It's open season on health care (Editorial)

Regular readers of this column will be familiar with editorial views supporting Canada’s public health-care system. Having spent nearly a decade as a health-care journalist prior to taking on the role of managing editor at Canadian HR Reporter, the topic is a dear one. But the constant agitation for expanding private sector involvement in the system should have all Canadians — and business leaders in particular — rising to the defence of a system that provides one of few tangible business advantages our nation can claim over the economic powerhouse to the south.

It’s purely an issue of math. Health-care costs in the United States rise faster than those of any other industrialized nation, America’s expenditure on health care as a percentage of GDP (about 14 per cent and rising) is roughly four points higher than Canada’s, 40 million Americans are without proper coverage, and large employers such as the Big Three automakers are struggling to manage employee benefit plans larger than many nations’ budgets.

And why is this? Because the degree of privatization in the U.S. drives up costs overall to produce profit for providers, insurance companies and other private-sector participants.

Canada of course has its own health-care cost problems. The latest solution from Ottawa (or stalling tactic, depending on your point of view) is the appointment of former multi-term Saskatchewan Premier Roy Romanow to head the Commission on the Future of Health Care in Canada — a $15-million, 18-month project to investigate options for securing the health of the system. (Apparently earlier commissions didn’t do the trick.)

And as the commission prepared to kick off its mission at the beginning of this month, its first order of business was to respond to Ontario Premier Mike Harris’ call for a health-care “revolution” that would include private-sector hospitals.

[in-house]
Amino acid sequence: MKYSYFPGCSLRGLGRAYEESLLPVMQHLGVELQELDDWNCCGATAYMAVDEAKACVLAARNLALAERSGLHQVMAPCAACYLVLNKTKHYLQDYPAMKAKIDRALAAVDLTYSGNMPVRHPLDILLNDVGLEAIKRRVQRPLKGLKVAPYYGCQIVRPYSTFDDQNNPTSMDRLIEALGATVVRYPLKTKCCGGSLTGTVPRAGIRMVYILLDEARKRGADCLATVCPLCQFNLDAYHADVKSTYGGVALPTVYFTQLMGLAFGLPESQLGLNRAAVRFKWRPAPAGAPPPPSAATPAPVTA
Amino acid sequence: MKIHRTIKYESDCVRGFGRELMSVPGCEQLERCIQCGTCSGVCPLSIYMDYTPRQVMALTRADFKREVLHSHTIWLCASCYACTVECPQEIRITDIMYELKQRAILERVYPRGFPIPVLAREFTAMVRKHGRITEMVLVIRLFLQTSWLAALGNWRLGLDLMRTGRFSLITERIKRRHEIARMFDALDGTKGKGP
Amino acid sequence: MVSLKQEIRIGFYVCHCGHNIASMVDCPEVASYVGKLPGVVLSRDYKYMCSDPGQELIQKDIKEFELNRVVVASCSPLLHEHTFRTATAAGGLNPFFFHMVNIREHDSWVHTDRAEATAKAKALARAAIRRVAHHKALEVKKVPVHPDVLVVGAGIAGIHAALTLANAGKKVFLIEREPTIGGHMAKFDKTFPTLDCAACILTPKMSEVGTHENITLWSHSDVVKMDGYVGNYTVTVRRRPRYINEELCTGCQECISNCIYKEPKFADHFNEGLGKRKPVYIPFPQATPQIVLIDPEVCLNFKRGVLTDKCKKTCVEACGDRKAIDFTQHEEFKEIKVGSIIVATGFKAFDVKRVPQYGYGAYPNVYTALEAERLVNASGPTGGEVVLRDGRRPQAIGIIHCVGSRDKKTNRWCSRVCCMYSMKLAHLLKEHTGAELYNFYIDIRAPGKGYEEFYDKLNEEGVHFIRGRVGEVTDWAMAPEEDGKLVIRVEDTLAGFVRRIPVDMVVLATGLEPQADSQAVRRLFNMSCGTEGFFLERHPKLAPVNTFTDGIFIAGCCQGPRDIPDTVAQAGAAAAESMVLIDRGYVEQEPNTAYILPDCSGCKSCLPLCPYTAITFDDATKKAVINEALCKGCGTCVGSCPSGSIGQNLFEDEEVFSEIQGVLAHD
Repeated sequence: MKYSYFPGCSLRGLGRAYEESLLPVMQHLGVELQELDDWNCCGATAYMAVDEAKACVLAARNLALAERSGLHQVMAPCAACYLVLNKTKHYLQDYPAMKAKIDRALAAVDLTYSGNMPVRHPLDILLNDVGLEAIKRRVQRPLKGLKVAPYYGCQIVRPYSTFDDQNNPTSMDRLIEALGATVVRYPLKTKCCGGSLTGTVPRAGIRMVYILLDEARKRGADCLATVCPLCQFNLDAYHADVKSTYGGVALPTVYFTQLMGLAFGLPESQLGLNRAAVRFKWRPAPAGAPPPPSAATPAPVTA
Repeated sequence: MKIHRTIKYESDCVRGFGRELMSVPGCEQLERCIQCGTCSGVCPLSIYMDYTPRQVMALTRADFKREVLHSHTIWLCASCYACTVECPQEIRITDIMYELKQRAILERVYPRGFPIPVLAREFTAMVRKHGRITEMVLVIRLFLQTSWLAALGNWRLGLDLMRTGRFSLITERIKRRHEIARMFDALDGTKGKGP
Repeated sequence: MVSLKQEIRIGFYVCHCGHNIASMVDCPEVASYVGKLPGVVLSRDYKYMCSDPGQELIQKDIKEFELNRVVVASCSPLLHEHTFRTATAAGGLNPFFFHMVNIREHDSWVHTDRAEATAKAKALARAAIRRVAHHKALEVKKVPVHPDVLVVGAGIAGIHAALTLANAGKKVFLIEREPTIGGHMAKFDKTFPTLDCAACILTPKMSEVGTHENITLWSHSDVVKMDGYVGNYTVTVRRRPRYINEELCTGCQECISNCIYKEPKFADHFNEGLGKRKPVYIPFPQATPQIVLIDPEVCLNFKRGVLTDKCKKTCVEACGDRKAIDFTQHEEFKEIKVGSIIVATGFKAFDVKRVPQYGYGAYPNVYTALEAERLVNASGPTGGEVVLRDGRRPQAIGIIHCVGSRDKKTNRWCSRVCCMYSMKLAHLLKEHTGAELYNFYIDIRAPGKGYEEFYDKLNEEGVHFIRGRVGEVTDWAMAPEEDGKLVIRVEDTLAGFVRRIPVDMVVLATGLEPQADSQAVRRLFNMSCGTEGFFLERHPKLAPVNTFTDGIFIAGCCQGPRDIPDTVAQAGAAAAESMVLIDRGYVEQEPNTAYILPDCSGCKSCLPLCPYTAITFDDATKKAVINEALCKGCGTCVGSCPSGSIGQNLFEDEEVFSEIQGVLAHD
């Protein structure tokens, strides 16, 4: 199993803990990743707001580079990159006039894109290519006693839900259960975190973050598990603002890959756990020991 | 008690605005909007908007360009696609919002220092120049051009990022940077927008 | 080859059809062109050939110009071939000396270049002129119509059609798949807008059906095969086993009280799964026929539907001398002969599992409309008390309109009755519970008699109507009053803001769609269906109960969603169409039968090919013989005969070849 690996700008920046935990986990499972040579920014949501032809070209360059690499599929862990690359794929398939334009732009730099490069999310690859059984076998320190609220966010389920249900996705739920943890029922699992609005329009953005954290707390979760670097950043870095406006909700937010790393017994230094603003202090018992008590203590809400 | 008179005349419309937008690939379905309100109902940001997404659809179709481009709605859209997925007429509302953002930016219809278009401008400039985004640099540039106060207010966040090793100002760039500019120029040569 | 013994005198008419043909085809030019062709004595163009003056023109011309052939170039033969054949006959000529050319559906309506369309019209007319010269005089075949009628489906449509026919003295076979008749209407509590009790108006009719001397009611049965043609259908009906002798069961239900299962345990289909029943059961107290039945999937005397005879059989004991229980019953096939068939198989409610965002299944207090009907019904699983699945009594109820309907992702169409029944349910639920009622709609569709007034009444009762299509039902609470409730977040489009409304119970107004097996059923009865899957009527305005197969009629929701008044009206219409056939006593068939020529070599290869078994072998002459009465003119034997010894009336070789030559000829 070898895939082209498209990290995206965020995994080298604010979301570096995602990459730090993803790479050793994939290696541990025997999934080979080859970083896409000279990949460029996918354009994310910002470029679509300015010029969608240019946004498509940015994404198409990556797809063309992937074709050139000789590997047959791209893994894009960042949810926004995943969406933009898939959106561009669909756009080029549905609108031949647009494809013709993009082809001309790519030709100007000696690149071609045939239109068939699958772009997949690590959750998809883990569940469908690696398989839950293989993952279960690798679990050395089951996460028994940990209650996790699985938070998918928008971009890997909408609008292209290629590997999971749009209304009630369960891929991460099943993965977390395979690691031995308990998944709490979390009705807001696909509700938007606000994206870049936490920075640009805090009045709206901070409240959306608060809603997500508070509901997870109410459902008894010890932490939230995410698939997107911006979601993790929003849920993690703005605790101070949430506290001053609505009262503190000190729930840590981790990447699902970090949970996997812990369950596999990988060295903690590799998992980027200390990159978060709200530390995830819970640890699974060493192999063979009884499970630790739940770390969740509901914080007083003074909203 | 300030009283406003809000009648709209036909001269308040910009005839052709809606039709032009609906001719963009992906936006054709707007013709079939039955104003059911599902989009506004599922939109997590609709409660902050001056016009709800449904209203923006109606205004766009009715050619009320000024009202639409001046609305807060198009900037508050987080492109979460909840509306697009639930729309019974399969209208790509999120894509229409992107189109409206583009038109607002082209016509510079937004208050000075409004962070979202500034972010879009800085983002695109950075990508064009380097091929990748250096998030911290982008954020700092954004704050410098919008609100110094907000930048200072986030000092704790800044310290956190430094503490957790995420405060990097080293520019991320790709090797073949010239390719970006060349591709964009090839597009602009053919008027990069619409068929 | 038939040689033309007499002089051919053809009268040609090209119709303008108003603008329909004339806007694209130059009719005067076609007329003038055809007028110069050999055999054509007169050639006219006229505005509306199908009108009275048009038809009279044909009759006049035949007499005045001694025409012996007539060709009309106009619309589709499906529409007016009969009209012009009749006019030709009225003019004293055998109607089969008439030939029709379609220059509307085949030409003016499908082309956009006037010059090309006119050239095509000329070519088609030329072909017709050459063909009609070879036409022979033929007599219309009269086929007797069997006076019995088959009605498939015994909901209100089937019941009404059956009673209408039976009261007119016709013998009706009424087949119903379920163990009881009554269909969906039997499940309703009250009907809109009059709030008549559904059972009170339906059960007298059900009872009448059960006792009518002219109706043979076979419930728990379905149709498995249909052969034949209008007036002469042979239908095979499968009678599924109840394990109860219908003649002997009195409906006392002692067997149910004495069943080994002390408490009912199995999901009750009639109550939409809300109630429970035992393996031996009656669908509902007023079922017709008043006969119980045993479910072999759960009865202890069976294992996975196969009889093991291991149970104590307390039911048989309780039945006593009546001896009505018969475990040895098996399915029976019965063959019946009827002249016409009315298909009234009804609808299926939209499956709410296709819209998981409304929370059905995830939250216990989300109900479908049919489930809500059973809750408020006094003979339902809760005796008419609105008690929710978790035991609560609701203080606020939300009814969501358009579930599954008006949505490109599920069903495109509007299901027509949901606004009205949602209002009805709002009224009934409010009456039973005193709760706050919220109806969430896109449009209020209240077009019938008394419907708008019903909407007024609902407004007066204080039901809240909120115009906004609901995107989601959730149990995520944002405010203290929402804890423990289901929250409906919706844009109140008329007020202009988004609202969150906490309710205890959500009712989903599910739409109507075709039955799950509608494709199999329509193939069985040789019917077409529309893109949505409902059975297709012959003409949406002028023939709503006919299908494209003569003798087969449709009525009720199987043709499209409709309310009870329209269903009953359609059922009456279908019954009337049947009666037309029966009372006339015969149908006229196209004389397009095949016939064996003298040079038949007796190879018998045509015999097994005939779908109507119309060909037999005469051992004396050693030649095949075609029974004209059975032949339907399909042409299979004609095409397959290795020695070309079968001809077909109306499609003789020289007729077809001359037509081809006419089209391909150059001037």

With the government of Canada’s most populous province joining electorally undefeatable Alberta Premier Ralph Klein (whose government recently passed Bill 11 allowing private hospitals) as the champions of private-sector health-care venture opportunities, the nation once again enters the breach. Time for public-sector defenders — Canadians with math skills — to once again defend a system superior to America’s. It’s a shame all this effort can’t be redirected into finding solutions within the public system.

Romanow’s initial response was characteristically diplomatic. “My mind is open.” This can also be read as “I have 18 months to go, there’s lots of time to take you on later…so, have a seat at the table and let’s talk.” A former NDP Premier from the province that gave birth to Canada’s publicly funded system, siding with Harris and Klein at the end of the day? Don’t count on it.

In the meantime it’s up to business leaders to chime in. Corporate Canada can either take the cost advantages of a health system without private-sector profit markups, or take a trip to Detroit and study the Big Three’s benefits strategy to prepare for the big payout.

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